Door to door donations are increased by allowing people to remain consistent.
I mean, if you ask someone to workout with you tomorrow, they are likely to say no.
But the trick is to get them to agree first: “Why, yes I would like to be in better shape and start going to the gym.”
“Cool! Me too. I’ll pick you up at six and we can go workout together.”
I would fall for this in a second, probably intent on displaying an unwavering ethic. Of course, good luck trying to get me to commit in the first place.
What funny games we play.
For instance, suppose you wanted to increase the number of people in your area who would agree to go door-to-door collecting donations for your favorite charity. You would be wise to study the approach taken by social psychologist Steven J. Sherman. He simply called a sample of Bloomington, Indiana, residents as part of a survey he was taking and asked them to predict what they would say if asked to spend three hours collecting money for the American Cancer Society. Of course, not wanting to seem uncharitable to the survey taker or to themselves, many of these people said that they would volunteer. The consequence of this sly commitment procedure was a 700 percent increase in volunteers when, a few days later, a representative of the American Cancer Society did call and ask for neighborhood canvassers. Using the same strategy, but this time asking Columbus, Ohio, residents to predict whether they would vote on Election Day, a team of researchers led by Anthony Greenwald were able to increase significantly the turnout in a U.S. presidential election among those called.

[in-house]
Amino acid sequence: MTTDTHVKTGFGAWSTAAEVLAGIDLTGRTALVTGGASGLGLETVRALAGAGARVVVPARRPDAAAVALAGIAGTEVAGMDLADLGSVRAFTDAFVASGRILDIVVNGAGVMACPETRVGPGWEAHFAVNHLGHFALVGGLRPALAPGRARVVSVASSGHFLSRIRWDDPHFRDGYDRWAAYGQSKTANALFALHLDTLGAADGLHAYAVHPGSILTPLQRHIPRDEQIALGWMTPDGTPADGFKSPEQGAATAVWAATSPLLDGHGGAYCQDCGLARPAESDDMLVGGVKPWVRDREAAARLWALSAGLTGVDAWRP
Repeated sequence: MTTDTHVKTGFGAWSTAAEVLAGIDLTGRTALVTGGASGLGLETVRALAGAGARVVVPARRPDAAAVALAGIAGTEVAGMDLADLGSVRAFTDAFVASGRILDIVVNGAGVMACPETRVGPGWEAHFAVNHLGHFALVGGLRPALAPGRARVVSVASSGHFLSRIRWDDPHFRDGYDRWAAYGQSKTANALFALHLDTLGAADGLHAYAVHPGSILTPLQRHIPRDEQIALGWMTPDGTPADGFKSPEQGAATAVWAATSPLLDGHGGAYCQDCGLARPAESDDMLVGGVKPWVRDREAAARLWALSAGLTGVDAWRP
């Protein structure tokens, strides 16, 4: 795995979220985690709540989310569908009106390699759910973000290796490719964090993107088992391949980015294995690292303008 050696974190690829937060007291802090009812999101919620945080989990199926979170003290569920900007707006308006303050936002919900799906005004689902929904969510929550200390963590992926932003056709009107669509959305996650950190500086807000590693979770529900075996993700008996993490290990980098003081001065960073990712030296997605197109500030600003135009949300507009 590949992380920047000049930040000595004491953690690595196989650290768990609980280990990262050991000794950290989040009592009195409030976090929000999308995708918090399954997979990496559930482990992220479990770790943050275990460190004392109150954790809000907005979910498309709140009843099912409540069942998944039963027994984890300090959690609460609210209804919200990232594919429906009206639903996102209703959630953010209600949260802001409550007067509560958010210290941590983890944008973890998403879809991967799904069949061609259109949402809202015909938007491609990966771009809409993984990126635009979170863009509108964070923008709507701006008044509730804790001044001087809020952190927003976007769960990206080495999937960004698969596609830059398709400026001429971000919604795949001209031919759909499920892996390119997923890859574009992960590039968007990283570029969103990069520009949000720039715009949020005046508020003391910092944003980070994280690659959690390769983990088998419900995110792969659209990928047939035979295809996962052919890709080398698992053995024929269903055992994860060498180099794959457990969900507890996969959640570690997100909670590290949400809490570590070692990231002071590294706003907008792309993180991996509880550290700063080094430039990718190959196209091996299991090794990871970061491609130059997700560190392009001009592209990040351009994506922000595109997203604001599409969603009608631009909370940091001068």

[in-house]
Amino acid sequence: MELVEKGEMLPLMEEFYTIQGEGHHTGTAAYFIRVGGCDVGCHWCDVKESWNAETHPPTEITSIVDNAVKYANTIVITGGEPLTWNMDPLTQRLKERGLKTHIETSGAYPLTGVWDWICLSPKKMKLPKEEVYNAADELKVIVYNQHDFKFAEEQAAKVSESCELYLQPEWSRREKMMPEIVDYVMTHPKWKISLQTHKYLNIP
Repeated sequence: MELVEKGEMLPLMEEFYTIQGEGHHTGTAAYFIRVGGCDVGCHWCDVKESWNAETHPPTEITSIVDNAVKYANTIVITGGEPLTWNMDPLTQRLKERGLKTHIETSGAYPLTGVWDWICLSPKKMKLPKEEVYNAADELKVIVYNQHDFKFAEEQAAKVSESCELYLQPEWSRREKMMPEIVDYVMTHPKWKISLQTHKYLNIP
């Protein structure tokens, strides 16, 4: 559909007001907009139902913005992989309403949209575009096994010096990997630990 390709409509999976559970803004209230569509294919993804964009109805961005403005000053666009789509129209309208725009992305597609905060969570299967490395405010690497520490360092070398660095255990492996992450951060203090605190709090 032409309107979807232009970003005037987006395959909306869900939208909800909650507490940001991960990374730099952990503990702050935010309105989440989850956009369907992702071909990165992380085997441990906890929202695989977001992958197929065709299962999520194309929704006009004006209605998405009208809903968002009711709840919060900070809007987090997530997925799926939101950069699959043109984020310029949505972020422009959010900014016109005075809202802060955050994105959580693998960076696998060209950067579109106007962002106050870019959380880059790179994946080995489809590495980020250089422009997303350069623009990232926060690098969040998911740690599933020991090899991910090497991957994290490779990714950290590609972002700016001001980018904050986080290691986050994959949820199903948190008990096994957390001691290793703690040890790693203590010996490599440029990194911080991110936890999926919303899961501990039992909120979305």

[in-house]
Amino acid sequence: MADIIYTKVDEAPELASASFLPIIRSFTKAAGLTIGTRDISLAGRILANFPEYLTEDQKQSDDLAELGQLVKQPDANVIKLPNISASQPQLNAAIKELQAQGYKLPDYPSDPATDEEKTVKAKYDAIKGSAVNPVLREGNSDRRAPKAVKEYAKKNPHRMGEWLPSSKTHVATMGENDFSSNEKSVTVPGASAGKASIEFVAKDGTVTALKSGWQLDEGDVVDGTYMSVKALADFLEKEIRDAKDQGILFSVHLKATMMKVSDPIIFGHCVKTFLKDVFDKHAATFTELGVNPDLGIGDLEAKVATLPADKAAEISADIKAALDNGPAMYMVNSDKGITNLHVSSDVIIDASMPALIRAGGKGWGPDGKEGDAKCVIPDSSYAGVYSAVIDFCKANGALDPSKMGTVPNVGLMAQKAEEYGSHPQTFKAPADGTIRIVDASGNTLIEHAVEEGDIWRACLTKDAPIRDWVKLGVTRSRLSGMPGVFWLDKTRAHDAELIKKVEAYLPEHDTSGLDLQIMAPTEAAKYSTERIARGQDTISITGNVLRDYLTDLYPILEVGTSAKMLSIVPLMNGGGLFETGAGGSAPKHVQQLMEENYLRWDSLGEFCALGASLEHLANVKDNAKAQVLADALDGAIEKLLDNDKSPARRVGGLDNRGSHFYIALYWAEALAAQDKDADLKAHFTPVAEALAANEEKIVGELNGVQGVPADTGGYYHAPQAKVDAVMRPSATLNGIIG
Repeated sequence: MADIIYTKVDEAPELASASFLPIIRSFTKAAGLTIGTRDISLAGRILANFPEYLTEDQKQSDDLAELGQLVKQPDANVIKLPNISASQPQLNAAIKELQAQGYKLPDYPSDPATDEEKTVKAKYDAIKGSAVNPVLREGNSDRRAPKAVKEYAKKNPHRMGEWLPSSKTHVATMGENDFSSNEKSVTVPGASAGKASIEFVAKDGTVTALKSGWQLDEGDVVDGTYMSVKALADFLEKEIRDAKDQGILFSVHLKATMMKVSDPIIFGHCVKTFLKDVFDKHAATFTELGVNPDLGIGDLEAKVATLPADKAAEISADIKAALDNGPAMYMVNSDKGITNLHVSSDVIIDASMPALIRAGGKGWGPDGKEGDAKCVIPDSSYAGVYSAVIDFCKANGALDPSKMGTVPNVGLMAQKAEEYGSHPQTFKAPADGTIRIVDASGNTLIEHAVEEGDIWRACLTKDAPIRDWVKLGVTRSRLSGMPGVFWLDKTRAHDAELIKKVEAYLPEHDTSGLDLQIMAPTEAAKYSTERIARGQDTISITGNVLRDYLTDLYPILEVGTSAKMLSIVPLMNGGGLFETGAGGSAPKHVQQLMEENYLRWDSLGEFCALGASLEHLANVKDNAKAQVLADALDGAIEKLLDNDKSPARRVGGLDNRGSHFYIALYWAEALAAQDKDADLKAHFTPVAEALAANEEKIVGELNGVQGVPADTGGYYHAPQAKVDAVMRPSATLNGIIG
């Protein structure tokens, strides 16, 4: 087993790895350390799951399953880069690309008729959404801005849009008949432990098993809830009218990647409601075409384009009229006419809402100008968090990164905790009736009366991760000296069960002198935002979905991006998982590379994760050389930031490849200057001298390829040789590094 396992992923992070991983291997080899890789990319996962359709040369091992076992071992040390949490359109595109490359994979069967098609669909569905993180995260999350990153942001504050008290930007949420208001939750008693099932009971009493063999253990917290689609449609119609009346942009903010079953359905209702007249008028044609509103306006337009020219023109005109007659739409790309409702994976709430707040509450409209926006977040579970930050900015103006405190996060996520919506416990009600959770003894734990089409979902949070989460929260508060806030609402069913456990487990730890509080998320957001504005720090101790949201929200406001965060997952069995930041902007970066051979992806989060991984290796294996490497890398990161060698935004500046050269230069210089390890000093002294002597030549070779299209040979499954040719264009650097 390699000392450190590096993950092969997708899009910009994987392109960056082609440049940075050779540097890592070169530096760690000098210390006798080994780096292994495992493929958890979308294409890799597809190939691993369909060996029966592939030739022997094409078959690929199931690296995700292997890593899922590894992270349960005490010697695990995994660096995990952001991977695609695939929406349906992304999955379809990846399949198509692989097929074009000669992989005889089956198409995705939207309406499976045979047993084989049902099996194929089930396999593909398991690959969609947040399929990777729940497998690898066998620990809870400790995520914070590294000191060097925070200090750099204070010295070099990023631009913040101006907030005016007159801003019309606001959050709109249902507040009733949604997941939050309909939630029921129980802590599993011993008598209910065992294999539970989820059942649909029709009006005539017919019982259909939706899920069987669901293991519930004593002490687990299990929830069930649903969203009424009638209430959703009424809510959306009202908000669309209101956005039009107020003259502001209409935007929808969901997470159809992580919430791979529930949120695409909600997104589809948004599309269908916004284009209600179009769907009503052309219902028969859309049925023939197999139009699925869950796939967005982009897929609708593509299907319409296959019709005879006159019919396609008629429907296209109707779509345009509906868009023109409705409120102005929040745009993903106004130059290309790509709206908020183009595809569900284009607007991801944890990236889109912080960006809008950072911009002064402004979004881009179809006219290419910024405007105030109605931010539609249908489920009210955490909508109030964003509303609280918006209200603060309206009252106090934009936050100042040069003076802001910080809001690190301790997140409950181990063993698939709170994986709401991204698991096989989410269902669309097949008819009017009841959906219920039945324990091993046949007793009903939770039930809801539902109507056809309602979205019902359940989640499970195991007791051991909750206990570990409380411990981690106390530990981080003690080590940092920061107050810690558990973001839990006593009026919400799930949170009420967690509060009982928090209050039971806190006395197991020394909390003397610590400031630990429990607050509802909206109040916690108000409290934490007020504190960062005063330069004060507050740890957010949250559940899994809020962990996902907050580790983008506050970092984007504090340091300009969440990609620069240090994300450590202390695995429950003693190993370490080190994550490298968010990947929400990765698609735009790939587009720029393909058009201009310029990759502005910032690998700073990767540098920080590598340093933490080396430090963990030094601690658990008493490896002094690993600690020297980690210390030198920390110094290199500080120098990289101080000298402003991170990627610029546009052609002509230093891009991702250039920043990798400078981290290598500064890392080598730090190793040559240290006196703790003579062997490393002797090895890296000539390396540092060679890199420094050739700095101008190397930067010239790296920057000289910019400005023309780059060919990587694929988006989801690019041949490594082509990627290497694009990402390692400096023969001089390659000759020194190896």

-Robert Cialdini, Influence